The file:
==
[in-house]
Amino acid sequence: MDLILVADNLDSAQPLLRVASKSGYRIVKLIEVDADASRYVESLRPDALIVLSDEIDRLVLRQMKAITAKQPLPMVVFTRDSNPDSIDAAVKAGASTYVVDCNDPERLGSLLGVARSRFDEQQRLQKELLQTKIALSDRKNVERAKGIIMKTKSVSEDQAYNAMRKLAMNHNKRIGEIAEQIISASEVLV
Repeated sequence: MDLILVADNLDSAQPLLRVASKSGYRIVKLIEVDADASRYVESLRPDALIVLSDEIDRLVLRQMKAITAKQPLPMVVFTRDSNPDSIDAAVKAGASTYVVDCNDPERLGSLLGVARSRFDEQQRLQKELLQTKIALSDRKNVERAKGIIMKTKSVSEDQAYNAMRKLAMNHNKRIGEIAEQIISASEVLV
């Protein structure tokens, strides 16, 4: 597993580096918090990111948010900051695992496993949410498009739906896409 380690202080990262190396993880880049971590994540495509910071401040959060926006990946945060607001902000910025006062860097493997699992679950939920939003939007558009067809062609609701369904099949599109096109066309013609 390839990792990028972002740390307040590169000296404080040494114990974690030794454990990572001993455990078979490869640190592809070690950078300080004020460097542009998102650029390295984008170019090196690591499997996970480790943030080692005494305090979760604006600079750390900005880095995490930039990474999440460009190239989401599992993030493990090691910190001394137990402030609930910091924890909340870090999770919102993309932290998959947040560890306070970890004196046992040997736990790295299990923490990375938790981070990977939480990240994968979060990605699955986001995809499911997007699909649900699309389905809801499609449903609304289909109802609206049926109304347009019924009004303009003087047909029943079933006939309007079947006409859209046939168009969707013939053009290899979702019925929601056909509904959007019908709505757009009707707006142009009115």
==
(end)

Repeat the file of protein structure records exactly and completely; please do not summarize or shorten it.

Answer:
[in-house]
Amino acid sequence: MDLILVADNLDSAQPLLRVASKSGYRIVKLIEVDADASRYVESLRPDALIVLSDEIDRLVLRQMKAITAKQPLPMVVFTRDSNPDSIDAAVKAGASTYVVDCNDPERLGSLLGVARSRFDEQQRLQKELLQTKIALSDRKNVERAKGIIMKTKSVSEDQAYNAMRKLAMNHNKRIGEIAEQIISASEVLV
Repeated sequence: MDLILVADNLDSAQPLLRVASKSGYRIVKLIEVDADASRYVESLRPDALIVLSDEIDRLVLRQMKAITAKQPLPMVVFTRDSNPDSIDAAVKAGASTYVVDCNDPERLGSLLGVARSRFDEQQRLQKELLQTKIALSDRKNVERAKGIIMKTKSVSEDQAYNAMRKLAMNHNKRIGEIAEQIISASEVLV
């Protein structure tokens, strides 16, 4: 597993580096918090990111948010900051695992496993949410498009739906896409 380690202080990262190396993880880049971590994540495509910071401040959060926006990946945060607001902000910025006062860097493997699992679950939920939003939007558009067809062609609701369904099949599109096109066309013609 390839990792990028972002740390307040590169000296404080040494114990974690030794454990990572001993455990078979490869640190592809070690950078300080004020460097542009998102650029390295984008170019090196690591499997996970480790943030080692005494305090979760604006600079750390900005880095995490930039990474999440460009190239989401599992993030493990090691910190001394137990402030609930910091924890909340870090999770919102993309932290998959947040560890306070970890004196046992040997736990790295299990923490990375938790981070990977939480990240994968979060990605699955986001995809499911997007699909649900699309389905809801499609449903609304289909109802609206049926109304347009019924009004303009003087047909029943079933006939309007079947006409859209046939168009969707013939053009290899979702019925929601056909509904959007019908709505757009009707707006142009009115």